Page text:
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Posts Tagged ‘sea level rise’

Native Alaskan Villagers May Become the First U.S. Climate Refugees

The health, future, and fate of thousands of native villagers and their cultural heritage hangs in the balance as rapid climate change tightens its grip on Alaska. Read More

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Obama, Kerry and Ministers Meet in Alaska: Why the Arctic Matters

President Obama plans to address ministers and experts from 20 nations at the U.S. State Department conference on Global Leadership in the Arctic: Cooperation, Innovation, Engagement, and Resilience (GLACIER) at the end of August. According to a White House official, President Obama is the first sitting U.S. President to visit Alaska’s Arctic. In a video about his upcoming trip to Alaska, the President pronounced, “As long as I am President, America will lead the world to meet this threat before it’s too late.”

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Doing More to Protect Frontline Communities Ten Years After Katrina

As we come up on the 10th anniversary of Hurricane Katrina, the terrible devastation wrought by the hurricane is in the headlines again. For those who experienced the storm first-hand, the ongoing struggle to recover is ever-present and this must be a wrenching anniversary. What can we do as a nation to support frontline communities to be better prepared and protected for future disasters? How can we better account for the growing risks to coastal communities, especially in light of sea level rise and worsening storm surge?  And how can we ensure that we channel our investments in an equitable way so as to build resilience in all communities? Read More

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Hurricane Katrina, Ten Years Later: How a Country that Bore Witness Still Plays Business as Usual

Ten years ago, this country was thunderstruck by the devastation of Hurricane Katrina. As the death toll, the damage, the costs, and the human suffering mounted, we promised we would learn from this and never let it happen like this again. So, have we? Read More

Categories: Uncategorized  

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How to Prepare for Sea Level Rise: Follow New Hampshire’s Lead

New Hampshire has the nation’s shortest coastline, at less than 20 miles, but don’t let that statistic fool you: when scientists count its bays, tidal rivers, and salt marshes, they tally more than 230 miles of so-called inland tidal shoreline. These areas are vitally important for New Hampshire’s economy, especially when it comes to tourism and shipping. They’re also vulnerable to coastal flooding, which is why the state is using the best available science to plan for the future, including rising seas. Read More

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Sea Level Rise, National Security, and Hope for Bipartisan Action on Climate Change: Obama’s Commencement Speech

Today, the president wisely chose to elevate the issue of climate change in a national security context while giving the commencement speech at the Coast Guard Academy in New London, CT. The timing is opportune politically because the only bipartisan movement (or agreement) on climate in this congress has been around the issue of national security. Sea level rise, and the tidal and storm surge flooding that come with it, is already challenging our defense infrastructure, and it can have real consequences for our military readiness as well. Read More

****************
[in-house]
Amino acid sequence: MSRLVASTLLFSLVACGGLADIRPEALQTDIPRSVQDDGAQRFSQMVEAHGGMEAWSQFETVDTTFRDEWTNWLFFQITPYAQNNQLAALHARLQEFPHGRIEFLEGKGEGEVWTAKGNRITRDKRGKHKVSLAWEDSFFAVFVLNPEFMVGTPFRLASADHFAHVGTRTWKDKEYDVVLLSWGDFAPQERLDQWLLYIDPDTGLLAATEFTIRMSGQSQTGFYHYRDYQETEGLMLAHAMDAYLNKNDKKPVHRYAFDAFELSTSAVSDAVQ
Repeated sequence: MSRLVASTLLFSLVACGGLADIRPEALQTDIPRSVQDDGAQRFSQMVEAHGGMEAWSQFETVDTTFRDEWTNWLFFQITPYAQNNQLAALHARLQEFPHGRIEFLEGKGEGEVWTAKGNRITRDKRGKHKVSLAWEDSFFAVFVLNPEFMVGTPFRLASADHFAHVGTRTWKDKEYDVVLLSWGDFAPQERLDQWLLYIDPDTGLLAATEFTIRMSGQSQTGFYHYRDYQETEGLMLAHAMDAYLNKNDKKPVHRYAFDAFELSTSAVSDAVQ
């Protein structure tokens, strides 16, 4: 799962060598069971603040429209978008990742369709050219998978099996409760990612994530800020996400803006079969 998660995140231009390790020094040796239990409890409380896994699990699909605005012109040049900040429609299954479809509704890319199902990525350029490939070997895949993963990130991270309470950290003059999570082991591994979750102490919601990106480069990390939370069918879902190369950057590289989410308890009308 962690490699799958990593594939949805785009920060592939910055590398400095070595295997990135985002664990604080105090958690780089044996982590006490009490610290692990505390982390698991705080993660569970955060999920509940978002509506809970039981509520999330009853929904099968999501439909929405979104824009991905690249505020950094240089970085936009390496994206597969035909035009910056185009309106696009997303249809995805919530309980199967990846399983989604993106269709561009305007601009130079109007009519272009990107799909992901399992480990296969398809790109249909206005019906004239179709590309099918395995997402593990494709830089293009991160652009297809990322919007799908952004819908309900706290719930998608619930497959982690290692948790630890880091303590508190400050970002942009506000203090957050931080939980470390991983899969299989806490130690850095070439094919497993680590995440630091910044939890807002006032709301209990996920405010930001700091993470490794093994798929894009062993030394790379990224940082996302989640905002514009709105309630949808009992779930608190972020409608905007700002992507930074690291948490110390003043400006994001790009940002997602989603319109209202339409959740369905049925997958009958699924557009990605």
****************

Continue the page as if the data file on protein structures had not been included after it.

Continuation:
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Sea Level Rise, Growing Flood Risks, and the Need for a Strong Federal Flood Risk Management Standard

On January 30, 2015, President Obama issued an executive order to strengthen the Federal Flood Risk Management Standard (FFRMS) and create an extensive stakeholder process for implementing it. Tomorrow is the comment deadline for the implementation guidelines proposed by FEMA and UCS has weighed in with support for a strong FFRMS. Read More

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Tallahassee, We Have a Problem: The Harm Done by Florida’s Climate Leadership Void

What could justify the Governor of Florida, a state widely considered “ground-zero” for climate change in the U.S., to prohibit the use of that term by state staff? Read More

Categories: Global Warming  

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Can Republican Politicians Change Their Tune on Climate and Energy?

When former Texas Governor Rick Perry (R) ran for president in 2011, he flatly rejected climate science and even claimed that scientists had manipulated climate data. But last week, in response to a question about climate and energy issues at the Conservative Political Action Conference, he touted his environmental record, instead. Read More

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Smothering Snow, Spiking Sea Levels, and Other Climate Plot Twists: Expecting the Unexpected in the Northeast

When I first started digging into climate impacts, I used to think that the northeastern U.S., where I live, was a pretty good place to have landed. I still think so. It’s unlikely we’ll see historic mega-droughts, like those forecast by some for the U.S. Southwest. We’ll see heat that we’re far from prepared for, but it’ll be hotter still in the South. Our forests are expected to change, but they’re not under pressure like those in the Mountain West, nor are they currently experiencing rising risks of wildfire. We have our own problems, to be sure, like coastal vulnerability and trends in extreme precipitation.

But this week in the news there are two new studies that reminded me to expect the unexpected. While we understand the general pathway of change, the shorter-term directions the climate can take along the way can take us by surprise. Read More

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